Have you heard about the health benefits of vitamin C?
Vitamin C, or ascorbic acid, has long been believed to support immunity and offers other benefits too.
It is important to understand the sources of vitamin C. Fruits and vegetables like broccoli, strawberries, and guava have vitamin C. Vitamin C is one of the many nutrients found in a nutritious, well-balanced diet.
Vitamin C plays a crucial role in skin health, immune function, and more.
- Vitamin C and Skin Health
To help maintain skin health, make sure you consume enough vitamin C in your diet. As an antioxidant, vitamin C plays an important role in skin health. Antioxidants help fight free radicals to help maintain healthy skin at a cellular level. Vitamin C also helps your body create collagen. In one study on vitamin C and skin health, vitamin C was shown to support collagen synthesis. Collagen is a protein your body produces, which helps give your skin its firmness and elasticity. To incorporate vitamin C-rich foods into your diet, try foods like broccoli, strawberries, kale, kiwis, orange juice, and red peppers. The Recommended Dietary Allowance (RDA) for vitamin C is 90 mg/day for men and 75 mg/day for women.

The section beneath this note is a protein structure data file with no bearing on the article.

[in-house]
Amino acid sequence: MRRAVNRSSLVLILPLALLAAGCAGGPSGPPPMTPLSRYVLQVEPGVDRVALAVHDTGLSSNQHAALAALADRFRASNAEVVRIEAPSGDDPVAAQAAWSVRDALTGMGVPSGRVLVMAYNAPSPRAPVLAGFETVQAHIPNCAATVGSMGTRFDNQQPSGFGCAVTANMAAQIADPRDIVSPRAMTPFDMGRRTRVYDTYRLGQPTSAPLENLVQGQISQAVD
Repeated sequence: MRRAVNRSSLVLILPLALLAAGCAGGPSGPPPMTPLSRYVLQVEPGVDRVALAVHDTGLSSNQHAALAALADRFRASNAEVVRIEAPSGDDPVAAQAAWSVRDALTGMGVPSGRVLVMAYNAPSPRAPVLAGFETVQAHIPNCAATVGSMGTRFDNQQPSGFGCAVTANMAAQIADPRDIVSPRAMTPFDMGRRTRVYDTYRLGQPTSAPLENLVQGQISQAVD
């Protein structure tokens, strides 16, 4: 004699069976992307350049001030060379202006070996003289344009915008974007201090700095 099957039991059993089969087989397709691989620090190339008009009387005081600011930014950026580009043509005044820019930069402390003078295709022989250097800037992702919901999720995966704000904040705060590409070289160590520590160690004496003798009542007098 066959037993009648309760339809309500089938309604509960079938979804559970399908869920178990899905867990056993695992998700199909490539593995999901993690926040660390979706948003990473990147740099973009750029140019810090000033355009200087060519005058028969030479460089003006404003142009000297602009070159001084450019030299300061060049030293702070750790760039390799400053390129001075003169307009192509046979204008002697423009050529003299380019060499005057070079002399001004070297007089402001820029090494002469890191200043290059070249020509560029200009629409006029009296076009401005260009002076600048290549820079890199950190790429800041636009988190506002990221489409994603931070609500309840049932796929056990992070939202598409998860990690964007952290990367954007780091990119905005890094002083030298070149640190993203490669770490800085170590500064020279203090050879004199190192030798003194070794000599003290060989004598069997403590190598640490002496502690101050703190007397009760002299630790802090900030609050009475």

- Vitamin C for Immune Support
Many people know that vitamin C plays a role in immune health. In fact, studies show that vitamin C helps support the cellular functions of both the innate and adaptive immune system. Vitamin C is a powerful antioxidant that helps keep your immune system up and running. Supporting a healthy immune system requires a variety of vitamins and nutrients—an essential one is vitamin C. Luckily, vitamin C is in a lot of common foods. To help ensure you get the daily recommended amount of vitamin C, continue to incorporate recipes with vitamin C-rich foods into the daily menu.
- Vitamin C and Iron Absorption
Did you know there was a link between Vitamin C and iron absorption? Iron is a mineral found in meat, seafood, and spinach and is essential for growth and development. It is an important component of hundreds of proteins and enzymes that support essential biological functions, such as oxygen transport, energy production, and DNA synthesis. Vitamin C increases the bioavailability of iron from certain foods by increasing intestinal absorption of non-heme iron. Essentially, if you want to get more of the iron from the foods you eat, add a vitamin C-rich food to your meal, whether it is a glass of freshly squeezed orange juice with your breakfast or some delicious red peppers in your homemade soup.